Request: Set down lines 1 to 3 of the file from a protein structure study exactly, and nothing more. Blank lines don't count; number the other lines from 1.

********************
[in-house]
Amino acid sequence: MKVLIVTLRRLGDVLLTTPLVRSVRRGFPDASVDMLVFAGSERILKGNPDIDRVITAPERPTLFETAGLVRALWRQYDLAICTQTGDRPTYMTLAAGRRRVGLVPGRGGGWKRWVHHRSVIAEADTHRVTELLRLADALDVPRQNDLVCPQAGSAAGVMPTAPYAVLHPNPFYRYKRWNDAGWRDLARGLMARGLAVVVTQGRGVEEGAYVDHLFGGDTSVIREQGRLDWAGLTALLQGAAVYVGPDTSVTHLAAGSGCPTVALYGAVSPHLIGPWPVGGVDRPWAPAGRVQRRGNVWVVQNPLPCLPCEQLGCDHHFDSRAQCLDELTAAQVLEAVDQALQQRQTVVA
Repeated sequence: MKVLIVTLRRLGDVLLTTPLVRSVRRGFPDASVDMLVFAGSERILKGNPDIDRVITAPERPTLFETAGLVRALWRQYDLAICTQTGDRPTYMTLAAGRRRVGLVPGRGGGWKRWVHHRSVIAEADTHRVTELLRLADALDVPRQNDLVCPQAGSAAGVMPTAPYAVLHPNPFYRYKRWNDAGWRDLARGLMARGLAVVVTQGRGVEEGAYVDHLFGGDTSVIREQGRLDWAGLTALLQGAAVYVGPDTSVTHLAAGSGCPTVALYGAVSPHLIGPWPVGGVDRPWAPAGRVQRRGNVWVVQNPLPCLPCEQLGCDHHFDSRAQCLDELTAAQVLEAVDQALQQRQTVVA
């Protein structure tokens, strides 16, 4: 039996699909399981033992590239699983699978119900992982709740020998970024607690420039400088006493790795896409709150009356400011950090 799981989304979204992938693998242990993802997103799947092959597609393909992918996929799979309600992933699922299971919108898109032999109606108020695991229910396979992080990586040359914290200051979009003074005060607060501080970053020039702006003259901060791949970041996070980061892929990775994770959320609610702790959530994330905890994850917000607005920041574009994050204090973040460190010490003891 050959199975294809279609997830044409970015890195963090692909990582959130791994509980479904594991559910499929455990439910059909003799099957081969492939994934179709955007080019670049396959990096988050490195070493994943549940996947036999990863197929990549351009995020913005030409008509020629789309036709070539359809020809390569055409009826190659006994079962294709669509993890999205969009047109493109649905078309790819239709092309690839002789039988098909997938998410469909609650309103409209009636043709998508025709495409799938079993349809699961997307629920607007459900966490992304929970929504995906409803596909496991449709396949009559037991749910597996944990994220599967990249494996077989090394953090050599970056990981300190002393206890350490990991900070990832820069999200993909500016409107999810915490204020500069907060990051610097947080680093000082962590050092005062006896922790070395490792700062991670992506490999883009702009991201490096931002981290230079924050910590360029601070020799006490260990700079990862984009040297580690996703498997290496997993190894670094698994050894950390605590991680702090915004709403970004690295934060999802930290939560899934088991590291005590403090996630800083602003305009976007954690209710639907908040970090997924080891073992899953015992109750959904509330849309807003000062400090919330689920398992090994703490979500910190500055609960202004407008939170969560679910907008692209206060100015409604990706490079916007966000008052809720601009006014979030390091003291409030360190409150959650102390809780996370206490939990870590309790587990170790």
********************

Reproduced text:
[in-house]
Amino acid sequence: MKVLIVTLRRLGDVLLTTPLVRSVRRGFPDASVDMLVFAGSERILKGNPDIDRVITAPERPTLFETAGLVRALWRQYDLAICTQTGDRPTYMTLAAGRRRVGLVPGRGGGWKRWVHHRSVIAEADTHRVTELLRLADALDVPRQNDLVCPQAGSAAGVMPTAPYAVLHPNPFYRYKRWNDAGWRDLARGLMARGLAVVVTQGRGVEEGAYVDHLFGGDTSVIREQGRLDWAGLTALLQGAAVYVGPDTSVTHLAAGSGCPTVALYGAVSPHLIGPWPVGGVDRPWAPAGRVQRRGNVWVVQNPLPCLPCEQLGCDHHFDSRAQCLDELTAAQVLEAVDQALQQRQTVVA
Repeated sequence: MKVLIVTLRRLGDVLLTTPLVRSVRRGFPDASVDMLVFAGSERILKGNPDIDRVITAPERPTLFETAGLVRALWRQYDLAICTQTGDRPTYMTLAAGRRRVGLVPGRGGGWKRWVHHRSVIAEADTHRVTELLRLADALDVPRQNDLVCPQAGSAAGVMPTAPYAVLHPNPFYRYKRWNDAGWRDLARGLMARGLAVVVTQGRGVEEGAYVDHLFGGDTSVIREQGRLDWAGLTALLQGAAVYVGPDTSVTHLAAGSGCPTVALYGAVSPHLIGPWPVGGVDRPWAPAGRVQRRGNVWVVQNPLPCLPCEQLGCDHHFDSRAQCLDELTAAQVLEAVDQALQQRQTVVA